09/06/2021 Weekly Editor Roundup
Play • 34 min

On this week's editorial roundup, host Brett Freeman welcomes back our Halston Media newspaper editors: Brian Marschhauser, editor of Yorktown News and The Katonah Lewisboro Times; Tom Walogorsky, editor of North Salem News and The Somers Record; and Bob Dumas, editor of Mahopac News. 

They begin by discussing the recent flooding around Lake Mahopac, local events being planned to commemorate the 20th anniversary of 9/11, and a moving military tribute held by the Yorktown Lions Club. They review upcoming plans to reduce rush hour congestion on Route 684, as indicated by the New York State Department of Transportation. Walogorsky shares an exciting development regarding The Schoolhouse Theater in North Salem, and Marschhauser shares an update on the January 2021 arrest of former Yorktown highway superintendent and former Chamber of Commerce president, Eric DiBartolo.

Next, Dumas talks about his personal experience contracting COVID this past week, and moving forward as he finishes up his 14-day quarantine. He also touches on his upcoming story about three Mahopac and Carmel heroes who helped with the Rescue and Recovery on 9/11, and what the 20th anniversary means to them. You’ll hear about local efforts to reduce the stigma around opioid addiction and overdose, and today’s conversation wraps up with a preview of our editors’ fantastic stories to come.

Episode Highlights:

  • Three editors from the Halston Media team join the show today to discuss current news and headlines 
  • Brian Marschhauser, editor of Yorktown News and The Katonah Lewisboro Times; Tom Walogorsky, editor of North Salem News and The Somers Record; and Bob Dumas, editor of Mahopac News
  • Flooding around Lake Mahopac
  • Local events to commemorate the 20th anniversary of September 11, 2001
  • Yorktown Lions Club tribute to the 13 soldiers who were killed in Afghanistan
  • Department of Transportation plans to ease rush hour traffic on Route 684
  • Enormous cost of road projects and repaving
  • The town of North Salem has officially voted to take ownership of The Schoolhouse Theater
  • Update on Eric DiBartolo arrest in January 2021
  • Dumas has worked through several health issues through the pandemic, most recently COVID
  • In addition to the symptoms that come along with COVID, the virus has also exacerbated pre-existing health issues
  • Dumas contracted COVID despite being vaccinated, and he is thankful that he only developed a mild case of it
  • Many firemen and policemen in Carmel and Mahopac assisted with the Ground Zero Rescue and Recovery on 9/11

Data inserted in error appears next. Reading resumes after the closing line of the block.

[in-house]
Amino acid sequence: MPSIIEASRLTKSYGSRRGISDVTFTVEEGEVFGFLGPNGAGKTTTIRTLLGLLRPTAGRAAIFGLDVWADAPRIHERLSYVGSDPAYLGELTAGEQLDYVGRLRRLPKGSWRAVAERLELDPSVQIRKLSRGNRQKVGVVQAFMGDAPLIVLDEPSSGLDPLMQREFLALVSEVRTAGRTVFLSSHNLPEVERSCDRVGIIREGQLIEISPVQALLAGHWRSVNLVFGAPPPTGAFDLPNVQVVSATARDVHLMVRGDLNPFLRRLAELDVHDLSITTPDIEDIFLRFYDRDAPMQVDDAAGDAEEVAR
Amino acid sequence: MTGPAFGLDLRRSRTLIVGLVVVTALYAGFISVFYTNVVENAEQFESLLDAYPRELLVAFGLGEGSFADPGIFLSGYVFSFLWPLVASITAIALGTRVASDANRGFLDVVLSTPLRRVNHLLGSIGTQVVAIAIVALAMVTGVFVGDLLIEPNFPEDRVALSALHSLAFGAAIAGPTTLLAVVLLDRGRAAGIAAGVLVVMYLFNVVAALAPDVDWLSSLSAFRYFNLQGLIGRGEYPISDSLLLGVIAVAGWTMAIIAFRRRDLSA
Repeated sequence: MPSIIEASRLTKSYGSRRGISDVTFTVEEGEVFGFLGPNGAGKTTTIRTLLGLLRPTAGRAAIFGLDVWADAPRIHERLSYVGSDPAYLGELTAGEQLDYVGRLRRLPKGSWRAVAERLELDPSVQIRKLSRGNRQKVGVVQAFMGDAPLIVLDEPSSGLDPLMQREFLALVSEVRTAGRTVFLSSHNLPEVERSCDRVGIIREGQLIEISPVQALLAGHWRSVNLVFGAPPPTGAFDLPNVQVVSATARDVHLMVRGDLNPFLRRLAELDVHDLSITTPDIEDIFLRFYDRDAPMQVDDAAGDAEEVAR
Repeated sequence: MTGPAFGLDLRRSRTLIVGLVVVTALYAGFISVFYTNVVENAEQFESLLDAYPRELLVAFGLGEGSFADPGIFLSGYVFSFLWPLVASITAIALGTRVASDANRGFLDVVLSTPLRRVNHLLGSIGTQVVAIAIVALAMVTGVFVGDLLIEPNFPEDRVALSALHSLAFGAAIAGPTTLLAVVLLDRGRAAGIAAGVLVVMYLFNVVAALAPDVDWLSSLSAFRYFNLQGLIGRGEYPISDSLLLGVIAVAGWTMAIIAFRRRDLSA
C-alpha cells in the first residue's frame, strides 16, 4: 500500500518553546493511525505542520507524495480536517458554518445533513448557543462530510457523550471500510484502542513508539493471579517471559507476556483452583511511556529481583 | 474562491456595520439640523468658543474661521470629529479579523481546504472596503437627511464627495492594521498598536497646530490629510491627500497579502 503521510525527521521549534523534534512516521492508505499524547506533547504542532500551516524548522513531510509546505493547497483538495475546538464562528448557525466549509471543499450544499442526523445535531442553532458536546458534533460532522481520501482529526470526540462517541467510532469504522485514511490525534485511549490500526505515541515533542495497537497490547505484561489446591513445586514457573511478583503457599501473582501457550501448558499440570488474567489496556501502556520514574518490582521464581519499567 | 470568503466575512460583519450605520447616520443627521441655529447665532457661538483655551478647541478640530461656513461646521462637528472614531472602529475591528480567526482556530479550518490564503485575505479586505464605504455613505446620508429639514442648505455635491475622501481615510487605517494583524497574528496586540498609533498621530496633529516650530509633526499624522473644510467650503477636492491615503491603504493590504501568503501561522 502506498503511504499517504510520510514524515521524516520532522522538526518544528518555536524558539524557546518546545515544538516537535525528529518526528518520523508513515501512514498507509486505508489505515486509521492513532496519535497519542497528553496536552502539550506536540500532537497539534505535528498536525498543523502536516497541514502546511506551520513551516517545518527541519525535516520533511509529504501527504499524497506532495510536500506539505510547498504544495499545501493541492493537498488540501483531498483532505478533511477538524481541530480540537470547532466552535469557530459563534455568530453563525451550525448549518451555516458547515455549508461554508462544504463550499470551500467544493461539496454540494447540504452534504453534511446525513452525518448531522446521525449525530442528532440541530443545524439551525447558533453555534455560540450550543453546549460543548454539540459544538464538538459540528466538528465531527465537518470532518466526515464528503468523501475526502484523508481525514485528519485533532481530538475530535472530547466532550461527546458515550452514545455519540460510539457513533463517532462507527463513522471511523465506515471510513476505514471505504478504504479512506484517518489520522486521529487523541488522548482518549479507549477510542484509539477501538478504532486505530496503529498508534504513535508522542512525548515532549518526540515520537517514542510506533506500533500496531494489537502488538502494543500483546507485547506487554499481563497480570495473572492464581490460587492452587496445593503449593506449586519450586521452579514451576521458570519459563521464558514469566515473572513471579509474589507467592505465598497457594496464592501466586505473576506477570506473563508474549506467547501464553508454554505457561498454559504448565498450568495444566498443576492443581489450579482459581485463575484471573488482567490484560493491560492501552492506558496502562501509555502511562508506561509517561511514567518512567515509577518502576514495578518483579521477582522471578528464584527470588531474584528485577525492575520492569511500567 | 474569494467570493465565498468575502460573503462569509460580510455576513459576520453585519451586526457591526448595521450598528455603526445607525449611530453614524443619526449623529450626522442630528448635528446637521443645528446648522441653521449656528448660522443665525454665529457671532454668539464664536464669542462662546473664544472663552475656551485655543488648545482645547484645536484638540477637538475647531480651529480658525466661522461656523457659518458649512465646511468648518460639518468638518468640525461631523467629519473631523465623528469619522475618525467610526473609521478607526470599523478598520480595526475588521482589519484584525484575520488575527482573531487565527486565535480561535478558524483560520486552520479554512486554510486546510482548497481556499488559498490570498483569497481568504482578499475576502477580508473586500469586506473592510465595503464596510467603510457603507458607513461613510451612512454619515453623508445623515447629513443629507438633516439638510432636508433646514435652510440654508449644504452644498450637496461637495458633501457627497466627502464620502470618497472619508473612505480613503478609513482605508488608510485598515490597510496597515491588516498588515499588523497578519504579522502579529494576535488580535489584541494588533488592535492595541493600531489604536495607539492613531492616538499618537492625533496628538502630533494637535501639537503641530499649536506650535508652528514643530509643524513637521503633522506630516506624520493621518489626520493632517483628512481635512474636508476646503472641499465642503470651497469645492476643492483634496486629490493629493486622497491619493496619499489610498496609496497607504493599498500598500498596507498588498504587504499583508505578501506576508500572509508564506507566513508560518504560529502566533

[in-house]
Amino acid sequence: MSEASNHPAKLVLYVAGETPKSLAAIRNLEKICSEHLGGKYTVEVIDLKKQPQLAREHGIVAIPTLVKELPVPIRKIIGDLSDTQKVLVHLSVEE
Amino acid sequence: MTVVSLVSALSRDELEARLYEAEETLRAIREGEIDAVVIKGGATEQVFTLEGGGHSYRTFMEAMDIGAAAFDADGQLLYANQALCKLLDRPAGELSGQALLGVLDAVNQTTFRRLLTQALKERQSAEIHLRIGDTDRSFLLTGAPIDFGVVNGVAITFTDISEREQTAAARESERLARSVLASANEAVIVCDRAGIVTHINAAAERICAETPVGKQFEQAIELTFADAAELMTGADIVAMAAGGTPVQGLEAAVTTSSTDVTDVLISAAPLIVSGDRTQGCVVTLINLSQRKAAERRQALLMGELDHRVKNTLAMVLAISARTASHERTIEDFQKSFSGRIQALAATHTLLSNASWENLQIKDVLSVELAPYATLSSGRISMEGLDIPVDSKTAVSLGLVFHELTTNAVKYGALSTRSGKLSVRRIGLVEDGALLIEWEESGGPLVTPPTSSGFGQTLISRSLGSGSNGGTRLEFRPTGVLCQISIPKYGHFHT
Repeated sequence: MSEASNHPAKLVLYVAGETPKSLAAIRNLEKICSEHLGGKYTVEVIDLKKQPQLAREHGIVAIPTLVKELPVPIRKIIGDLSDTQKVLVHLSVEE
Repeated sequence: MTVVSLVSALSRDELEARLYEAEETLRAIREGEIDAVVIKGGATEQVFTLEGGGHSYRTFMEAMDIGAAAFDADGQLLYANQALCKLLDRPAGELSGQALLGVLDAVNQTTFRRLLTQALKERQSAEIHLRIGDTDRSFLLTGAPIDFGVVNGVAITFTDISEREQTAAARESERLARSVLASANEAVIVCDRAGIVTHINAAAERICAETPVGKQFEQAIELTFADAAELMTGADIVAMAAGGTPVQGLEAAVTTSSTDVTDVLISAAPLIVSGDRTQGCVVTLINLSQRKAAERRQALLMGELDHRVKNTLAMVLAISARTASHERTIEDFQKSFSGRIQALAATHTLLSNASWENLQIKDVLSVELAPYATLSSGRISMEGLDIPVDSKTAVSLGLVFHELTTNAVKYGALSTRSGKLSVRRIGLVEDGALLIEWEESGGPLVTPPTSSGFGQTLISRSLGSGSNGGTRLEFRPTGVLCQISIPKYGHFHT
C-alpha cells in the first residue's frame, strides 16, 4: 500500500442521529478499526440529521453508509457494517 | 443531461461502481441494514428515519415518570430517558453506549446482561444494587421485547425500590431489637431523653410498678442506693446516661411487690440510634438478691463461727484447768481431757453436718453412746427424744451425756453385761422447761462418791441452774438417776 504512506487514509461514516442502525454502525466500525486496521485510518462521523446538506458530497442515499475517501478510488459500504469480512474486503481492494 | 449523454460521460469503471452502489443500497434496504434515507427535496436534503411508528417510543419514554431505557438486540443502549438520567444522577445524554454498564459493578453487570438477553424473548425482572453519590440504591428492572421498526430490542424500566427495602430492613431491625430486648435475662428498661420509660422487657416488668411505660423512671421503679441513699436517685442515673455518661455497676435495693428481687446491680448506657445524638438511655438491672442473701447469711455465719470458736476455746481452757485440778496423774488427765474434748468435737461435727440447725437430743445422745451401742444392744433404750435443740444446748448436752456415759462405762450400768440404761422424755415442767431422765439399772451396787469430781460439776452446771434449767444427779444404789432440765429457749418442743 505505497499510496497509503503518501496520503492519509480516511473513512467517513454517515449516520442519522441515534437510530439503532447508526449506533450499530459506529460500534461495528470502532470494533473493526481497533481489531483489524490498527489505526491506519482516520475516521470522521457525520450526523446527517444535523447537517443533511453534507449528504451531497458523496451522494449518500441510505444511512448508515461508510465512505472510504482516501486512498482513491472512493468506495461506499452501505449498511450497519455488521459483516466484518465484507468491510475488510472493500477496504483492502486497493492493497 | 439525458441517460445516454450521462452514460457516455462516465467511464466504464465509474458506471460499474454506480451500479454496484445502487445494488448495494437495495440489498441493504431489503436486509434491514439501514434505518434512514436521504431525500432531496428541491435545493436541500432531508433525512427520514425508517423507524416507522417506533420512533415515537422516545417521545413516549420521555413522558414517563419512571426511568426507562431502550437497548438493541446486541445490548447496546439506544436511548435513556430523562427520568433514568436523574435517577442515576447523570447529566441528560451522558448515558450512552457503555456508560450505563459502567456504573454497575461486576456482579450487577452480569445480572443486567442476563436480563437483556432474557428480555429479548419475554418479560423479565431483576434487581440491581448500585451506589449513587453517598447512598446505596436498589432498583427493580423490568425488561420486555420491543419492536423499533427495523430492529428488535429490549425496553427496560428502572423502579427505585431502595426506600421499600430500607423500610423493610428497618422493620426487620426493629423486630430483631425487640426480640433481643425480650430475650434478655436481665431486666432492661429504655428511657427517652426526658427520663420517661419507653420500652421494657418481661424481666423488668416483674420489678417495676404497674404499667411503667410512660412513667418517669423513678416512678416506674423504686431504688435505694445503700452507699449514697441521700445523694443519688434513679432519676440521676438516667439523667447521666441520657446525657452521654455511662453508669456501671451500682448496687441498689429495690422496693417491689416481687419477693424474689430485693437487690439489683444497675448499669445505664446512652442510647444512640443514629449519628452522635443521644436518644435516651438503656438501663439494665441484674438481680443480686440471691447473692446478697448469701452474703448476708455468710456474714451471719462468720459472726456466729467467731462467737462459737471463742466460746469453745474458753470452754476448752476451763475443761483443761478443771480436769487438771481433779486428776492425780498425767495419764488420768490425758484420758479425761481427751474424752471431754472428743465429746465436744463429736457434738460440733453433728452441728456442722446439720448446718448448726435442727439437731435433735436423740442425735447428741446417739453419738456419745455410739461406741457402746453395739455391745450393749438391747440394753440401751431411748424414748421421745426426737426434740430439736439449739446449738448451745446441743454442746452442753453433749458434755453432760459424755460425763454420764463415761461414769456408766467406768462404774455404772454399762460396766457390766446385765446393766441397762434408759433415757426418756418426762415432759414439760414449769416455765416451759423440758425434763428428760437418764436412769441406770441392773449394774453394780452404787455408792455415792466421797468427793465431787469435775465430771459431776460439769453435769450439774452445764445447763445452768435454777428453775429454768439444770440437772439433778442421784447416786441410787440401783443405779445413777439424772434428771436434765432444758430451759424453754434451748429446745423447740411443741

• The 20th anniversary is bringing up emotional memories for them
  • August 31 is International Overdose Awareness Day
  • Drug Crisis in Our Backyard aims to remove the stigma around opioid addiction and overdose
  • Volunteer Ambulance Corps is finally able to recruit new volunteers as COVID restrictions are gradually lifted
  • In getting ready to re-open, the Par 3 Golf Course in Yorktown clear cut an estimated 80 trees without permit or approval from the Conservation Board
  • This has slowed down construction significantly
  • Residents and gold enthusiasts are excited for the golf course to open


“That area floods every time there is a significant rainstorm, of course. The engineers plan on fixing that and repairing that.”

“The New York State Department of Transportation concluded its study which was many, many months in the making. They concluded that the best option to ease rush hour congestion [on Route 684] would be to add a fourth lane for rush hour traffic, but it's not a permanent lane in both directions. This would be kind of a flexible lane.”

“It just shows you how expensive all these projects are. I mean, we are doing stuff nationwide down, though - stuff that needs to be done. But it's mind-blowing how much this stuff costs.”

“This is one of those awesome situations where it's going to be a very big win for everybody. I know that the town board is excited about it.”

“[Former Yorktown highway superintendent and former Chamber of Commerce president, Eric DiBartolo] is accused of stealing about $15,000 worth of merchandise in the Home Depot in Cortland. He allegedly worked in concert with an employee to do this skipping scam where he would bring his items to the cash register. The guy would scan only one or two of the items in the full cart, and he would walk out with the rest.”

“It's been a week since [COVID] hit me. And this is the first day in maybe a week that I felt semi-normal.”

“I did not lose a sense of smell and taste. But I did lose my appetite. I just was not interested in eating.”

“We have three different folks - two of them are from Mahopac, one’s from Carmel. I think our readers are really going to enjoy hearing their stories about what these heroes basically did in the wake of the 9/11 attack.”

“The whole idea was to remove the stigma [of opioid addiction]. People understand that this is a health issue, not a moral issue.”

“People can be very cruel on social media. And I feel like if you can't say something face-to-face with someone and have a real conversation, don't say it on social media either.”

“They don't view it as a sacrifice. They view it as something they get to do, not have to do. And I think that's really important for people to understand.”

“I think a lot of people - they want to go play on this golf course. But if it's covered in water, you can’t.”


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